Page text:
We report a case of Yersinia enterocolitica septicemia with septic arthritis. Gentamicin administration controlled the septicemia but failed to eradicate the organisms in the joint, in spite of a synovial fluid level four times its minimal inhibitory concentration after four days of therapy. Development of azotemia necessitated change of antibiotic therapy to chloramphenicol, which eradicated the infection. While Y enterocolitica infection in the United States is uncommon, it must be added to the list of organisms causing suppurative arthritis and septicemia in susceptible hosts. Septic arthritis must be distinguished from the much more common reactive rheumatic polyarthritis associated with Y enterocolitica infection, for which antibiotic therapy is neither needed nor helpful.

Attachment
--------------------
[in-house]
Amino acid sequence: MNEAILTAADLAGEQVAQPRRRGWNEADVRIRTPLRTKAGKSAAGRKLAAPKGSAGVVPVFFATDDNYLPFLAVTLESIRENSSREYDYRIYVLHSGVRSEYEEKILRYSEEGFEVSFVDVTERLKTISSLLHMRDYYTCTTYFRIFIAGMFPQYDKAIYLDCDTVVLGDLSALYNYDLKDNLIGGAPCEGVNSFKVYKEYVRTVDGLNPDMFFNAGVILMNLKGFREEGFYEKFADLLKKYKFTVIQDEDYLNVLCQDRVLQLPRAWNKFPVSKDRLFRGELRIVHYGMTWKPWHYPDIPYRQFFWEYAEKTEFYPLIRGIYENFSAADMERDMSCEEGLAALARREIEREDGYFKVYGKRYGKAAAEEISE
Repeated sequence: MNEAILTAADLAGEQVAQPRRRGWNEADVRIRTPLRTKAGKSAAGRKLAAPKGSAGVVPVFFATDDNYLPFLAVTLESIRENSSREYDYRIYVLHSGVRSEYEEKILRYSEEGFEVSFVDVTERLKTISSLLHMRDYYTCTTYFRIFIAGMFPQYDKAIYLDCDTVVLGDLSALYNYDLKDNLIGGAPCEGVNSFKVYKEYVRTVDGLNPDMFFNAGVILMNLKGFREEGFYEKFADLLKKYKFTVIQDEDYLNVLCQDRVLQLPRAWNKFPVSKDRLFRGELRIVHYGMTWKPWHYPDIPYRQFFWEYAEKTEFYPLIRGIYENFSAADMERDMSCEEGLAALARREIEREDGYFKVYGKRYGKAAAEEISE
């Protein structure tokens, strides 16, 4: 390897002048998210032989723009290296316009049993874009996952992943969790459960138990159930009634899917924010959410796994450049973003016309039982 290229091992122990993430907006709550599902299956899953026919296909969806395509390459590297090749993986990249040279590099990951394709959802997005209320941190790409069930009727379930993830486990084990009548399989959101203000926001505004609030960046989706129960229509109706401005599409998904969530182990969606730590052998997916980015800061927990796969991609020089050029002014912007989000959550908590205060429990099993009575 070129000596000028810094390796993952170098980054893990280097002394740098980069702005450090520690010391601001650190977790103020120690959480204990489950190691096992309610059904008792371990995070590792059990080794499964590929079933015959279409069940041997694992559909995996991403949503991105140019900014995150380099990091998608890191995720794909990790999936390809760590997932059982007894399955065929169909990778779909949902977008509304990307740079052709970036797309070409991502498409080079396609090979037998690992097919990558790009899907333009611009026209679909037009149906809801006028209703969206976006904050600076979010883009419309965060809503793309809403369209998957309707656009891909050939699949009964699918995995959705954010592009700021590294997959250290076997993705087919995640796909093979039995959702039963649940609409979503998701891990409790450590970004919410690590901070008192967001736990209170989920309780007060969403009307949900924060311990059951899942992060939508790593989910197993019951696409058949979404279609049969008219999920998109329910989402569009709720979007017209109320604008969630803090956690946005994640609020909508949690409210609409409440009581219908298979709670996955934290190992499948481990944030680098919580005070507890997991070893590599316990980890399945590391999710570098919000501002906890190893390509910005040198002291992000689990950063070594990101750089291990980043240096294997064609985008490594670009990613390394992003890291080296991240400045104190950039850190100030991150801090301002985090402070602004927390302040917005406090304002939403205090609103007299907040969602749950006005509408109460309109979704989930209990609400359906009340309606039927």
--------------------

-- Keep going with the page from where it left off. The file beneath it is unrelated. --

(Arch Intern Med 136:1305-1308, 1976)
Spira TJ, Kabins SA. Yersinia enterocolitica Septicemia With Septic Arthritis. Arch Intern Med. 1976;136(11):1305–1308. doi:10.1001/archinte.1976.03630110067018
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